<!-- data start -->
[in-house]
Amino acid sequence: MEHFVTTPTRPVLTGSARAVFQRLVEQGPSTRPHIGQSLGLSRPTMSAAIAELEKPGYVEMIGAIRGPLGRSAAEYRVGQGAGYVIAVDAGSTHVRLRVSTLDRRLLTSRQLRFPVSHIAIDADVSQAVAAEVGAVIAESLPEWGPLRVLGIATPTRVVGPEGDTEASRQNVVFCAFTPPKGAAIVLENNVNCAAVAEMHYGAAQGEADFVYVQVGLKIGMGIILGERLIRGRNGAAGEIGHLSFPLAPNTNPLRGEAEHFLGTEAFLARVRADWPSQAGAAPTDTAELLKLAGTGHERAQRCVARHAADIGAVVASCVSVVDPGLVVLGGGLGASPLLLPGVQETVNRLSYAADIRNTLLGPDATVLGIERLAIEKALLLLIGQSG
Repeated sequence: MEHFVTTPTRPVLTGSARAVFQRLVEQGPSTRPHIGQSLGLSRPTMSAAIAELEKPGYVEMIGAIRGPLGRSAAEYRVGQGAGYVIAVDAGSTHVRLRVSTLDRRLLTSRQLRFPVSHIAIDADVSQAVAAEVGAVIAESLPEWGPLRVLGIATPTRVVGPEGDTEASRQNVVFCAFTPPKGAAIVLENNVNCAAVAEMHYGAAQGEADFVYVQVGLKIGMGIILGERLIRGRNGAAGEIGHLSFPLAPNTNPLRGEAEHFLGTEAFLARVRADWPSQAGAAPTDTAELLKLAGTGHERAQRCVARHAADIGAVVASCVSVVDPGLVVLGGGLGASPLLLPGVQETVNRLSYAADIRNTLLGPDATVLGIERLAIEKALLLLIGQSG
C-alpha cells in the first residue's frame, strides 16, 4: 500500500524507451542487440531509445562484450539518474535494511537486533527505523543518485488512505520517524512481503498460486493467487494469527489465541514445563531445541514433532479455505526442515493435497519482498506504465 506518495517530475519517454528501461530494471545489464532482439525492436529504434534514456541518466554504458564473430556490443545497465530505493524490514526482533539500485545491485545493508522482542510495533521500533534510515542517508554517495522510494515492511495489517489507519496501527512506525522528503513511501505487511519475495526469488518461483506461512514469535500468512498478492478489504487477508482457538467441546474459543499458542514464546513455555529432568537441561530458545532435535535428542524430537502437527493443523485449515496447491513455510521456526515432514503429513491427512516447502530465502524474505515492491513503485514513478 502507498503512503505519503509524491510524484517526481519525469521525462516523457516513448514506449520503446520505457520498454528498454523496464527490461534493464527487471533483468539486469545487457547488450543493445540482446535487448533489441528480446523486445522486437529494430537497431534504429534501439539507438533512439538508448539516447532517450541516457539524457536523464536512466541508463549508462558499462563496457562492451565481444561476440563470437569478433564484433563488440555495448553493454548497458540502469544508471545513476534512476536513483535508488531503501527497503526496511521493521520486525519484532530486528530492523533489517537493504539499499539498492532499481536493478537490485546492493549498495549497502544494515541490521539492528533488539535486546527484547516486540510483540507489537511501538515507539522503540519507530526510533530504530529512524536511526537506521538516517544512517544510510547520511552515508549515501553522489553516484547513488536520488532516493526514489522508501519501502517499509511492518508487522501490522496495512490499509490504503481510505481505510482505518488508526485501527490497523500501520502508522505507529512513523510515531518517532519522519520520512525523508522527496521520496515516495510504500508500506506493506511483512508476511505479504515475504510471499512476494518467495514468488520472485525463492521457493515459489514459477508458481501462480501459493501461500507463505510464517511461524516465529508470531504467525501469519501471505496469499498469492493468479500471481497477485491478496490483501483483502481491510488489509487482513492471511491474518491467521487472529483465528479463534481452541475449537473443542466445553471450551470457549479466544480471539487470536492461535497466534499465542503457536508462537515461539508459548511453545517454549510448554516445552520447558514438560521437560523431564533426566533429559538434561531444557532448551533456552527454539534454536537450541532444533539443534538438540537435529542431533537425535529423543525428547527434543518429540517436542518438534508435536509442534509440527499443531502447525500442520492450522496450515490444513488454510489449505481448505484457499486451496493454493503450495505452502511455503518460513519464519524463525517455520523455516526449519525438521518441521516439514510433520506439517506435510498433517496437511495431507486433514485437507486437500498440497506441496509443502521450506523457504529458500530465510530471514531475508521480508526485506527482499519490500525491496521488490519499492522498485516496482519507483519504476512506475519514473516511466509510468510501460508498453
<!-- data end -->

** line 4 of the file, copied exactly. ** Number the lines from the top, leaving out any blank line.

C-alpha cells in the first residue's frame, strides 16, 4: 500500500524507451542487440531509445562484450539518474535494511537486533527505523543518485488512505520517524512481503498460486493467487494469527489465541514445563531445541514433532479455505526442515493435497519482498506504465 506518495517530475519517454528501461530494471545489464532482439525492436529504434534514456541518466554504458564473430556490443545497465530505493524490514526482533539500485545491485545493508522482542510495533521500533534510515542517508554517495522510494515492511495489517489507519496501527512506525522528503513511501505487511519475495526469488518461483506461512514469535500468512498478492478489504487477508482457538467441546474459543499458542514464546513455555529432568537441561530458545532435535535428542524430537502437527493443523485449515496447491513455510521456526515432514503429513491427512516447502530465502524474505515492491513503485514513478 502507498503512503505519503509524491510524484517526481519525469521525462516523457516513448514506449520503446520505457520498454528498454523496464527490461534493464527487471533483468539486469545487457547488450543493445540482446535487448533489441528480446523486445522486437529494430537497431534504429534501439539507438533512439538508448539516447532517450541516457539524457536523464536512466541508463549508462558499462563496457562492451565481444561476440563470437569478433564484433563488440555495448553493454548497458540502469544508471545513476534512476536513483535508488531503501527497503526496511521493521520486525519484532530486528530492523533489517537493504539499499539498492532499481536493478537490485546492493549498495549497502544494515541490521539492528533488539535486546527484547516486540510483540507489537511501538515507539522503540519507530526510533530504530529512524536511526537506521538516517544512517544510510547520511552515508549515501553522489553516484547513488536520488532516493526514489522508501519501502517499509511492518508487522501490522496495512490499509490504503481510505481505510482505518488508526485501527490497523500501520502508522505507529512513523510515531518517532519522519520520512525523508522527496521520496515516495510504500508500506506493506511483512508476511505479504515475504510471499512476494518467495514468488520472485525463492521457493515459489514459477508458481501462480501459493501461500507463505510464517511461524516465529508470531504467525501469519501471505496469499498469492493468479500471481497477485491478496490483501483483502481491510488489509487482513492471511491474518491467521487472529483465528479463534481452541475449537473443542466445553471450551470457549479466544480471539487470536492461535497466534499465542503457536508462537515461539508459548511453545517454549510448554516445552520447558514438560521437560523431564533426566533429559538434561531444557532448551533456552527454539534454536537450541532444533539443534538438540537435529542431533537425535529423543525428547527434543518429540517436542518438534508435536509442534509440527499443531502447525500442520492450522496450515490444513488454510489449505481448505484457499486451496493454493503450495505452502511455503518460513519464519524463525517455520523455516526449519525438521518441521516439514510433520506439517506435510498433517496437511495431507486433514485437507486437500498440497506441496509443502521450506523457504529458500530465510530471514531475508521480508526485506527482499519490500525491496521488490519499492522498485516496482519507483519504476512506475519514473516511466509510468510501460508498453